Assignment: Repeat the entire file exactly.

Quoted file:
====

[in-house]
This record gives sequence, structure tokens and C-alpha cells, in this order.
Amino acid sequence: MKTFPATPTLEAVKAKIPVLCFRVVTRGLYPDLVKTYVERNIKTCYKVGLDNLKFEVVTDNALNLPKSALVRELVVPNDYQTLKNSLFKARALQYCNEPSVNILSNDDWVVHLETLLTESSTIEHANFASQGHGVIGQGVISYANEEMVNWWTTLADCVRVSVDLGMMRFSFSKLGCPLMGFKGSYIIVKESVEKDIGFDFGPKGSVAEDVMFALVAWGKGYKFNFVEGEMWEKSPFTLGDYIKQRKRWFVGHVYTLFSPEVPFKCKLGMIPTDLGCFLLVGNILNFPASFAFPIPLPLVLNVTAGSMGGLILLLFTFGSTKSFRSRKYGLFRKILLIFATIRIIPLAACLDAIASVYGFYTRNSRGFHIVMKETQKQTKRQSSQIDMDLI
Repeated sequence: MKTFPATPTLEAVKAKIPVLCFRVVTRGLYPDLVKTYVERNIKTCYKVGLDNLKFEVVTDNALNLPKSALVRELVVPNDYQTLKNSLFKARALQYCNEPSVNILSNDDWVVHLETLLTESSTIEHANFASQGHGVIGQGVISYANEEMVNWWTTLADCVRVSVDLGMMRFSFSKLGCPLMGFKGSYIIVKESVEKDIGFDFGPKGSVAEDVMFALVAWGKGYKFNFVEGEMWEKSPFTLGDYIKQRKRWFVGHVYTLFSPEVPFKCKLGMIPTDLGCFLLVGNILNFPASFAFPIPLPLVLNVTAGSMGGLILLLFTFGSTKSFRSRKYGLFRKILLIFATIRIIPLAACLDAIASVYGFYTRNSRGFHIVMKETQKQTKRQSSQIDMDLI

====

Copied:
[in-house]
This record gives sequence, structure tokens and C-alpha cells, in this order.
Amino acid sequence: MKTFPATPTLEAVKAKIPVLCFRVVTRGLYPDLVKTYVERNIKTCYKVGLDNLKFEVVTDNALNLPKSALVRELVVPNDYQTLKNSLFKARALQYCNEPSVNILSNDDWVVHLETLLTESSTIEHANFASQGHGVIGQGVISYANEEMVNWWTTLADCVRVSVDLGMMRFSFSKLGCPLMGFKGSYIIVKESVEKDIGFDFGPKGSVAEDVMFALVAWGKGYKFNFVEGEMWEKSPFTLGDYIKQRKRWFVGHVYTLFSPEVPFKCKLGMIPTDLGCFLLVGNILNFPASFAFPIPLPLVLNVTAGSMGGLILLLFTFGSTKSFRSRKYGLFRKILLIFATIRIIPLAACLDAIASVYGFYTRNSRGFHIVMKETQKQTKRQSSQIDMDLI
Repeated sequence: MKTFPATPTLEAVKAKIPVLCFRVVTRGLYPDLVKTYVERNIKTCYKVGLDNLKFEVVTDNALNLPKSALVRELVVPNDYQTLKNSLFKARALQYCNEPSVNILSNDDWVVHLETLLTESSTIEHANFASQGHGVIGQGVISYANEEMVNWWTTLADCVRVSVDLGMMRFSFSKLGCPLMGFKGSYIIVKESVEKDIGFDFGPKGSVAEDVMFALVAWGKGYKFNFVEGEMWEKSPFTLGDYIKQRKRWFVGHVYTLFSPEVPFKCKLGMIPTDLGCFLLVGNILNFPASFAFPIPLPLVLNVTAGSMGGLILLLFTFGSTKSFRSRKYGLFRKILLIFATIRIIPLAACLDAIASVYGFYTRNSRGFHIVMKETQKQTKRQSSQIDMDLI